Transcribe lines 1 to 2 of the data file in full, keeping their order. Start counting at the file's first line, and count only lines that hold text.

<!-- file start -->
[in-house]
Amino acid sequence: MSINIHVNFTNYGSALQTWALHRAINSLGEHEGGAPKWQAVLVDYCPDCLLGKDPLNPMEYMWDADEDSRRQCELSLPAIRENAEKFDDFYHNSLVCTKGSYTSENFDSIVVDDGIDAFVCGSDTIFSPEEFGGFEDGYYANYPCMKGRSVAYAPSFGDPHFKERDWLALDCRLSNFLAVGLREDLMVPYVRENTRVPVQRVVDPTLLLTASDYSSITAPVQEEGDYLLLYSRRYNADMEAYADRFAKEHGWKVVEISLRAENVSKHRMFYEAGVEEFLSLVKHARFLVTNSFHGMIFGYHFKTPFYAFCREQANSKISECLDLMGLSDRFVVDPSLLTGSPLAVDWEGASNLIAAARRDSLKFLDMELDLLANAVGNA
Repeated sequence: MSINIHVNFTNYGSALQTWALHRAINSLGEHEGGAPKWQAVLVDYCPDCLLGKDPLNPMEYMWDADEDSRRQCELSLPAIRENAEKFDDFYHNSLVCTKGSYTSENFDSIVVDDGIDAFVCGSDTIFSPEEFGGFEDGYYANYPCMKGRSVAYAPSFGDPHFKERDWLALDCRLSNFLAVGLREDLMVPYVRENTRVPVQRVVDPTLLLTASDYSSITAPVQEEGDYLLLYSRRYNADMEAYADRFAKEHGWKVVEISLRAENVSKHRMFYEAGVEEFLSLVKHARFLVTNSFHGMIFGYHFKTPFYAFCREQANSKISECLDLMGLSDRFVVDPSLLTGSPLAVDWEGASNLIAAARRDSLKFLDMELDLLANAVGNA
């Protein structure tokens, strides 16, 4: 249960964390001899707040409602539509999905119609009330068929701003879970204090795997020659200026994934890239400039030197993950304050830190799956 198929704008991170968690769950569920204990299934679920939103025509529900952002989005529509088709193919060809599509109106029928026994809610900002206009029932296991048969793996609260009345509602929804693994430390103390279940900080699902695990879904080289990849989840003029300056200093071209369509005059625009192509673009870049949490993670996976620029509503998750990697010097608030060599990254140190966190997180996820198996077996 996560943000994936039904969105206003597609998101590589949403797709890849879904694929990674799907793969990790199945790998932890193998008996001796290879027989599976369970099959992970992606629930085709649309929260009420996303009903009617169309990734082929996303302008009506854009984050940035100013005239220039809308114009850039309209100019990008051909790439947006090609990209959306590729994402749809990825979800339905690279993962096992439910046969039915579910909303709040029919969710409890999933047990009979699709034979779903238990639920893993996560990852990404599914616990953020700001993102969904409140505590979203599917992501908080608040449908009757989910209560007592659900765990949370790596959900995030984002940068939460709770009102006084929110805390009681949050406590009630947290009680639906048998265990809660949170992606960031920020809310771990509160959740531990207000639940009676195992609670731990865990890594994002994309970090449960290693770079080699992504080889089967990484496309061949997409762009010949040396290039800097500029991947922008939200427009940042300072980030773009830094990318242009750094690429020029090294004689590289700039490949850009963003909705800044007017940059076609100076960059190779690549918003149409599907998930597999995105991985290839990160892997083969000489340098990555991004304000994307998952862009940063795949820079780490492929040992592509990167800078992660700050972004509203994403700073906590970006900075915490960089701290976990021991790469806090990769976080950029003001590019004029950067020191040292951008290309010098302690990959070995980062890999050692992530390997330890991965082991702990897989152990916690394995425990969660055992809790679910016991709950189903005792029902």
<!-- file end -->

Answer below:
[in-house]
Amino acid sequence: MSINIHVNFTNYGSALQTWALHRAINSLGEHEGGAPKWQAVLVDYCPDCLLGKDPLNPMEYMWDADEDSRRQCELSLPAIRENAEKFDDFYHNSLVCTKGSYTSENFDSIVVDDGIDAFVCGSDTIFSPEEFGGFEDGYYANYPCMKGRSVAYAPSFGDPHFKERDWLALDCRLSNFLAVGLREDLMVPYVRENTRVPVQRVVDPTLLLTASDYSSITAPVQEEGDYLLLYSRRYNADMEAYADRFAKEHGWKVVEISLRAENVSKHRMFYEAGVEEFLSLVKHARFLVTNSFHGMIFGYHFKTPFYAFCREQANSKISECLDLMGLSDRFVVDPSLLTGSPLAVDWEGASNLIAAARRDSLKFLDMELDLLANAVGNA